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datatime: 2022-12-01 00:16:30 Author:xWvukqIZ

In Chachapoyas, Chaco pulled out a handkerchief and mopped his face. He was a man of order. Unforeseen obstacles or problems irritated him. If the two stupid Americans drowned themselves, there would be a government inquiry. Despite Chaco's influence, the Peruvian news media were bound to make an overblown incident out of it. The consequences might very well prove to be nothing less than disastrous.

In an expectant hush everyone around the rim of the pool listened. The faint thumping sound of a rotor blade beating the air came toward them, growing louder with each passing moment. A minute later a turquoise helicopter with the letters NUMA painted on its sides swept into view.

Where had it come from? Miller wondered, his spirits rising. It obviously didn't have the markings of the Peruvian navy. It had to be a civilian craft.

One of the female students heard it first. She cupped her hands to her ears and turned back and forth like a radar antenna. "A helicopter" she announced excitedly, pointing in a westerly direction through the tops of the trees.

"All we need now," he muttered to himself, "are two dead archaeologists in the pool."

Where had it come from? Miller wondered, his spirits rising. It obviously didn't have the markings of the Peruvian navy. It had to be a civilian craft.

Then with shaking hands he gripped the radio transmitter and began sending out an urgent call for help.

"Not possible," Chaco replied helplessly. "They're still in transit from Miami. Their plane isn't scheduled to land in Lima for another four hours."

"It's still early." Chaco sighed. "So what's the problem?"

In a voice frantic with desperation, Chaco had informed him that the Peruvian navy was caught unprepared for an emergency. Their water escape and recovery team was on a training mission far to the south of Peru near the Chilean border. It was impossible for them to airlift the dive team and their equipment to the sinkhole before sundown. Chaco helplessly shared Miller's anxiety over the slow response time. But this was South America and speed was seldom a priority.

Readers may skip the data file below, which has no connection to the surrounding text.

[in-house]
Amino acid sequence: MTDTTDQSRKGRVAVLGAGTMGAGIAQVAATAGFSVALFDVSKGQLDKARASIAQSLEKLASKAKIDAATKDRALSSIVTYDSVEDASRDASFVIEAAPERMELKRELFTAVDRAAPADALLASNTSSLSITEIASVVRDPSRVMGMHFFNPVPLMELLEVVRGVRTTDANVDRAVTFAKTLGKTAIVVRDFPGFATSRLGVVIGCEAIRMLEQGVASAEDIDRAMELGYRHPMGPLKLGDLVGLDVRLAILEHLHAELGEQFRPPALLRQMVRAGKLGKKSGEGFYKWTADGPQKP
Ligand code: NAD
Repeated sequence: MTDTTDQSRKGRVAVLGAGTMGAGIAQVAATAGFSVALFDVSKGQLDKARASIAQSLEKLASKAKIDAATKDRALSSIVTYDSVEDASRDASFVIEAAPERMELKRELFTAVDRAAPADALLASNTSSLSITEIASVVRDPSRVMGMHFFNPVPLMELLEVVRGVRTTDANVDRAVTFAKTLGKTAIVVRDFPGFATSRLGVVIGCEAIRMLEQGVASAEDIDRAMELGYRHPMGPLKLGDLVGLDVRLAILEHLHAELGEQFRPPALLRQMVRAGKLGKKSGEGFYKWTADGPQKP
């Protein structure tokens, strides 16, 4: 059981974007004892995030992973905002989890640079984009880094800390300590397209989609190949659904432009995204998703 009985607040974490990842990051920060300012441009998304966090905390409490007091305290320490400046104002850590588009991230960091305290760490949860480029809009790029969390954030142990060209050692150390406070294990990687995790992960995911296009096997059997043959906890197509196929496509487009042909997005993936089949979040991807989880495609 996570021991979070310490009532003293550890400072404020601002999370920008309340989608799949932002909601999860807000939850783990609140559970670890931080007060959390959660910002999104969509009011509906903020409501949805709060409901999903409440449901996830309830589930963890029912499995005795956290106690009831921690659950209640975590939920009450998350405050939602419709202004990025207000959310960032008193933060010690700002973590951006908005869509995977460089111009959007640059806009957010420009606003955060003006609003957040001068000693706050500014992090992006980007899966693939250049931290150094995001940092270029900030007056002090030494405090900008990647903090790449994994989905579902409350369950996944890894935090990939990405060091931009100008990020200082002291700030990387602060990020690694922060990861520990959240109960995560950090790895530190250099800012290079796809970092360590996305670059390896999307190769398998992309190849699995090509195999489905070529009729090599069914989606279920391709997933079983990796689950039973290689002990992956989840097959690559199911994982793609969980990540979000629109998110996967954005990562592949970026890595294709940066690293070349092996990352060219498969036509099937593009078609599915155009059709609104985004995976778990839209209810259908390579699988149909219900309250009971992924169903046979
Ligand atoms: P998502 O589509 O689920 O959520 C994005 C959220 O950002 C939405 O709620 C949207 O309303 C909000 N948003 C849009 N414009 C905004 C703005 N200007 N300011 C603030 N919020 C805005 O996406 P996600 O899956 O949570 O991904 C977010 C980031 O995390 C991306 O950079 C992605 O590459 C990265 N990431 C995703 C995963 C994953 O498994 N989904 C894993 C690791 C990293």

"Can you send the dive team ahead by helicopter?" asked Miller.

"We've seen no sign of their air bubbles for the last ten minutes."

"I will, I promise you," Miller said grimly.

One of the female students heard it first. She cupped her hands to her ears and turned back and forth like a radar antenna. "A helicopter" she announced excitedly, pointing in a westerly direction through the tops of the trees.

"All we need now," he muttered to himself, "are two dead archaeologists in the pool."

"When did they enter the water?"

"Keep me informed of any new developments."

"They'll come through," offered Chaco in a hollow tone. "Rodgers is a master diver. He doesn't make mistakes."

"Keep me informed of any new developments."

Where had it come from? Miller wondered, his spirits rising. It obviously didn't have the markings of the Peruvian navy. It had to be a civilian craft.

"I will, I promise you," Miller said grimly.

"They'll come through," offered Chaco in a hollow tone. "Rodgers is a master diver. He doesn't make mistakes."

"Keep me informed of any new developments."

One of the female students heard it first. She cupped her hands to her ears and turned back and forth like a radar antenna. "A helicopter" she announced excitedly, pointing in a westerly direction through the tops of the trees.

"It's still early." Chaco sighed. "So what's the problem?"

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